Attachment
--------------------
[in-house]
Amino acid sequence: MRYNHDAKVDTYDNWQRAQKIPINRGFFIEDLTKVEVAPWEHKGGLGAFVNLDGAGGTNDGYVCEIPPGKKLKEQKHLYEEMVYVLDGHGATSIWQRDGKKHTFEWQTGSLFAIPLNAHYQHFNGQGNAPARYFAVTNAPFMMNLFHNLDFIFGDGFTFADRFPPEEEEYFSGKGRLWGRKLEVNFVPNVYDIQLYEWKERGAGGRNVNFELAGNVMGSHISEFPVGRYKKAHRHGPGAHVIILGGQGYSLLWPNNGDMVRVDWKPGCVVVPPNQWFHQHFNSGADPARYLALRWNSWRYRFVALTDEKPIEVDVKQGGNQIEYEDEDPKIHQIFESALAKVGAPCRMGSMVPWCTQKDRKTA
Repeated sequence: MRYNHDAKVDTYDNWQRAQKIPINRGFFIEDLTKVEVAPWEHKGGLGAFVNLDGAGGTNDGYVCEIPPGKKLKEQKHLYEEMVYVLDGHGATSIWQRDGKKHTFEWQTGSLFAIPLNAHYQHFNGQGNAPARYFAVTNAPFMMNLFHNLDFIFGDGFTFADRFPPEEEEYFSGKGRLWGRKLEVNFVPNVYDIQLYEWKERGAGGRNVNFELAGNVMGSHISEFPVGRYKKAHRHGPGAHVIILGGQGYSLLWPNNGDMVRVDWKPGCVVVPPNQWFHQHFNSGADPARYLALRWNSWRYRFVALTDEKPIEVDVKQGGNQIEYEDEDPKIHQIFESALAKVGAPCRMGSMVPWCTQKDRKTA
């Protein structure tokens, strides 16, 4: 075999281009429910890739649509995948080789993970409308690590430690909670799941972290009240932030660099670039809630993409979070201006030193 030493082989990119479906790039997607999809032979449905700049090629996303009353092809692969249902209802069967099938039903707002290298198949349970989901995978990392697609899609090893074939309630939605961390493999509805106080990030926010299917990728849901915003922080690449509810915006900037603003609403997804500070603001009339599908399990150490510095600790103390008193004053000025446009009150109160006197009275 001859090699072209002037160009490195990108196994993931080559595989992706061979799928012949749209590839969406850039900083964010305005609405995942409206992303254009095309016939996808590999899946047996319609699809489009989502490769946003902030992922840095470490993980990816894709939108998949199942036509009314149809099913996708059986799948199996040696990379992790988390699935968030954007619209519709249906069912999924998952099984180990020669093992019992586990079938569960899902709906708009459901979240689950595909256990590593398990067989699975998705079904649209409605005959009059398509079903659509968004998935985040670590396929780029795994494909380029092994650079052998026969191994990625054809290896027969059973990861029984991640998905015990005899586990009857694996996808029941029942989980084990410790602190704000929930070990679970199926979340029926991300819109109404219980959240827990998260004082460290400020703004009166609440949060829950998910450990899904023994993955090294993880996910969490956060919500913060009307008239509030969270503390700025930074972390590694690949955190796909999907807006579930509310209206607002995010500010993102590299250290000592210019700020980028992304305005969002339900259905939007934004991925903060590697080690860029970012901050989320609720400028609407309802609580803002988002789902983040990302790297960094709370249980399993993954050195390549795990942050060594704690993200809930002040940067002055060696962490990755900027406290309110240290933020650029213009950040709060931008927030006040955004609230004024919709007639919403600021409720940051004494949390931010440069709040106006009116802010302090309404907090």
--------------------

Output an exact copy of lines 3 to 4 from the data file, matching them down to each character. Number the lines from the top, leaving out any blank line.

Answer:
Repeated sequence: MRYNHDAKVDTYDNWQRAQKIPINRGFFIEDLTKVEVAPWEHKGGLGAFVNLDGAGGTNDGYVCEIPPGKKLKEQKHLYEEMVYVLDGHGATSIWQRDGKKHTFEWQTGSLFAIPLNAHYQHFNGQGNAPARYFAVTNAPFMMNLFHNLDFIFGDGFTFADRFPPEEEEYFSGKGRLWGRKLEVNFVPNVYDIQLYEWKERGAGGRNVNFELAGNVMGSHISEFPVGRYKKAHRHGPGAHVIILGGQGYSLLWPNNGDMVRVDWKPGCVVVPPNQWFHQHFNSGADPARYLALRWNSWRYRFVALTDEKPIEVDVKQGGNQIEYEDEDPKIHQIFESALAKVGAPCRMGSMVPWCTQKDRKTA
């Protein structure tokens, strides 16, 4: 075999281009429910890739649509995948080789993970409308690590430690909670799941972290009240932030660099670039809630993409979070201006030193 030493082989990119479906790039997607999809032979449905700049090629996303009353092809692969249902209802069967099938039903707002290298198949349970989901995978990392697609899609090893074939309630939605961390493999509805106080990030926010299917990728849901915003922080690449509810915006900037603003609403997804500070603001009339599908399990150490510095600790103390008193004053000025446009009150109160006197009275 001859090699072209002037160009490195990108196994993931080559595989992706061979799928012949749209590839969406850039900083964010305005609405995942409206992303254009095309016939996808590999899946047996319609699809489009989502490769946003902030992922840095470490993980990816894709939108998949199942036509009314149809099913996708059986799948199996040696990379992790988390699935968030954007619209519709249906069912999924998952099984180990020669093992019992586990079938569960899902709906708009459901979240689950595909256990590593398990067989699975998705079904649209409605005959009059398509079903659509968004998935985040670590396929780029795994494909380029092994650079052998026969191994990625054809290896027969059973990861029984991640998905015990005899586990009857694996996808029941029942989980084990410790602190704000929930070990679970199926979340029926991300819109109404219980959240827990998260004082460290400020703004009166609440949060829950998910450990899904023994993955090294993880996910969490956060919500913060009307008239509030969270503390700025930074972390590694690949955190796909999907807006579930509310209206607002995010500010993102590299250290000592210019700020980028992304305005969002339900259905939007934004991925903060590697080690860029970012901050989320609720400028609407309802609580803002988002789902983040990302790297960094709370249980399993993954050195390549795990942050060594704690993200809930002040940067002055060696962490990755900027406290309110240290933020650029213009950040709060931008927030006040955004609230004024919709007639919403600021409720940051004494949390931010440069709040106006009116802010302090309404907090």